California theft law changed significantly following the coming into force of Proposition 47, which introduced new regulations on the classification of theft related offences.
The law reclassified what theft crimes constitutes a felony or misdemeanor, primarily setting threshold on the monetary value on a stolen item to qualify the offence as a misdemeanor or felony and in some cases, removing the discretionary powers granted prosecutors and juries on when to charge a suspect with misdemeanor or felony for theft crimes.
The California theft law also gives people already serving time or previously served time to apply for resentencing using the new guidelines and having their criminal records changed to reflect the new rules.
13 months following the introduction of the new law, over 200,000 applications had been received for resentencing.
California $950 theft law
Proposition 47 added Penal Code section 459.5 to create a new misdemeanor offense called “shoplifting”. According to the code, a person has committed the crime of shoplifting if the shoplifter steals items or property valuing up to $950.
Any other entry into a commercial establishment with intent to commit larceny is burglary, a felony. No person charged with shoplifting may also be charged with burglary or theft of the same property.
How much can you steal in California without going to jail?
Petty theft and shoplifting of any amount not exceeding $950 is classified as a misdemeanor and offenders could face up to 6 months in county jail if found guilty. With a good lawyer and clean history, offenders could avoid jail time with a restitution, probation or fine.
California Forgery Law
Before Proposition 47, forgery under Penal Code section 473 was a wobbler offense, meaning prosecutors could choose to charge suspect with felony or misdemeanor usually depending on offender’s criminal history. Proposition 47 reclassified forgery of specific items involving $950 or less as strictly a misdemeanor. Persons previously convicted of both forgery and identity theft are exempt from this provision.
California Shoplifting law
Proposition 47 expressly defined petty theft as “obtaining any property by theft where the value of the money, labor, real or personal property taken” does not exceed $950.
Effectively, Shoplifting and Petty theft is now classified as misdemeanor under California theft laws and carries a sentence including restitution, probation and up to 6 months in jail.
California law on Receiving Stolen Property
Prior to the introduction of Proposition 47, it was at the sole discretion of prosecutors or jury to decide whether a suspect faces felony or misdemeanor charges for receiving a stolen property not exceeding $950. Proposition 47 changed that, classifying all the offences falling under this definition as strictly misdemeanors.
The new California theft laws also removed the offence of petty theft with prior history except for a certain category of persons including:
- persons required to register as a Sex Offender by law
- persons with prior violent or serious felony convictions
- persons convicted of specified theft crimes involving elder or dependent adults
California Laws on theft of company funds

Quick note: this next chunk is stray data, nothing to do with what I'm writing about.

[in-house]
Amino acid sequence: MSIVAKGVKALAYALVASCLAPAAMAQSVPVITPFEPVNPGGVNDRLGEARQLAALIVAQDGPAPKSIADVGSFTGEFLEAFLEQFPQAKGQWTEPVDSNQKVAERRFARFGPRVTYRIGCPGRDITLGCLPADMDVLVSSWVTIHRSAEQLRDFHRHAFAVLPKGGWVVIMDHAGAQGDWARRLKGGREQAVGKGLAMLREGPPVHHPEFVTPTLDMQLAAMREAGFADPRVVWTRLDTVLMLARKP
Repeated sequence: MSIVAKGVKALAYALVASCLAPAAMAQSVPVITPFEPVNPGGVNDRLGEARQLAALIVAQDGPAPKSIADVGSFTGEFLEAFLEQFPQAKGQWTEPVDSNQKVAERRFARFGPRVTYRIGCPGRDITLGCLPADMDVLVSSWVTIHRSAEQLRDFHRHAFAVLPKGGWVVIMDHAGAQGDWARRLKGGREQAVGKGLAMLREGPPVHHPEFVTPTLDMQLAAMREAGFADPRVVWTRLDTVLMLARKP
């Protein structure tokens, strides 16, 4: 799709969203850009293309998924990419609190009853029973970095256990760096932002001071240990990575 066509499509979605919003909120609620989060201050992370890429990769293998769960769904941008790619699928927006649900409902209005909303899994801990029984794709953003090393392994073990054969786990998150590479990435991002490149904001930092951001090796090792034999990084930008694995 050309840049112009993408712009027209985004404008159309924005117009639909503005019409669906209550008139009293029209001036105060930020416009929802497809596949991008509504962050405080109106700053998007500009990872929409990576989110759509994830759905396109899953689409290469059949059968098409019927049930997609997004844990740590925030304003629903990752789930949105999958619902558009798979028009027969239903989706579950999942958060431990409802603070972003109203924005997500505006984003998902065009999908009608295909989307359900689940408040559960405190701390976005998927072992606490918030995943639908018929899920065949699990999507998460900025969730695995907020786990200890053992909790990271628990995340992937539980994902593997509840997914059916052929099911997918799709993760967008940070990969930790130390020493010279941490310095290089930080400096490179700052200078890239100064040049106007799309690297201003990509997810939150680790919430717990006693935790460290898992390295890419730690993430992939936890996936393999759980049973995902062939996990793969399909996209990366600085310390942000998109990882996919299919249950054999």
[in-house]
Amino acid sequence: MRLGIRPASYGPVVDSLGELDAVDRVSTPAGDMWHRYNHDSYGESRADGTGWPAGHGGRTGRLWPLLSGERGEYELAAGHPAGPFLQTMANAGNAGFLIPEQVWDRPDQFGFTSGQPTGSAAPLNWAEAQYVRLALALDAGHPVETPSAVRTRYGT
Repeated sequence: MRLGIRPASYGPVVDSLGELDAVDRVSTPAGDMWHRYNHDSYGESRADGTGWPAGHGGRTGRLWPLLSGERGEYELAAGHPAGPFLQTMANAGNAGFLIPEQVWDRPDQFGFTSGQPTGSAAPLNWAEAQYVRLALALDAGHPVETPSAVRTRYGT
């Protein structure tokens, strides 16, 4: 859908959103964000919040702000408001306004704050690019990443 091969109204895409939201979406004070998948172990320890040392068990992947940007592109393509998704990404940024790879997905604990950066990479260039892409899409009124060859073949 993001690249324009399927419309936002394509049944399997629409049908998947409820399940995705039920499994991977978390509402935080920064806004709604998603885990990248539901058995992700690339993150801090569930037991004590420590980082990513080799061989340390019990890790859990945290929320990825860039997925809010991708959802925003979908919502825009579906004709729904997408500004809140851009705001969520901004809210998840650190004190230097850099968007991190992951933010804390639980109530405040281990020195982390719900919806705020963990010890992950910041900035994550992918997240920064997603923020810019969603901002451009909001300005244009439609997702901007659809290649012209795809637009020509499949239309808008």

Theft of company funds is a crime punishable under Penal code 503 which is the California Law on Embezzlement. PC 503 defines embezzlement as the fraudulent appropriation of property by a person the said property has been entrusted to.
Theft of company funds according to the California Penal Code is classified as a misdemeanor if the amount or value of stolen property does not exceed $950. Theft exceeding $950 in value is classified as a felony.
Punishment for embezzlement in California
The punishment for a conviction of embezzlement is dependent on the classification of the crime; whether a misdemeanor or a felony.
- Misdemeanor – up to six months in county jail and fines
- Felony – One to three years in prison and fines
Examples of embezzlement
- Store manager stealing funds for personal use and understating sales
- Accountant stealing company funds for personal use and cooking the books to cover up
- Fund manager using client’s money to settle personal debts
- Company manager fraudulently changing company vehicle registration details to theirs for personal use.
Defending an embezzlement charge
For an embezzlement charge to stick, prosecutors must prove the following: that,
- defendant fraudulently used appropriated money
- defendant’s intent was to deprive owner of what is legally theirs
- defendant acted in bad faith by fraudulently appropriating property.
Is stealing legal in California?
The straight answer is No. Many have misconstrued the provisions of Proposition 47 as California’s way of saying stealing is Okay, but that’s far from the fact and spirit of the California theft law.
The law simply reclassified what is considered as petty theft in society as a misdemeanor, not a felony, meaning people convicted of stealing up to $950 doesn’t necessarily have to go to jail or prison.
Certainly, that does not validate stealing. Stealing in California is not legal and those caught defaulting the California $950 theft law will not be left off the hook.
The introduction of the new California shoplifting laws, also known as the California $950 theft law has been misconstrued by many to be a de-facto approval of shoplifting and petty theft in the state.
In fact, what the new law did was to reclassify petty theft as a misdemeanor instead of a felony. This can be seen as an ease of the punishment potential violators will face, but certainly not a free pass for shoplifters.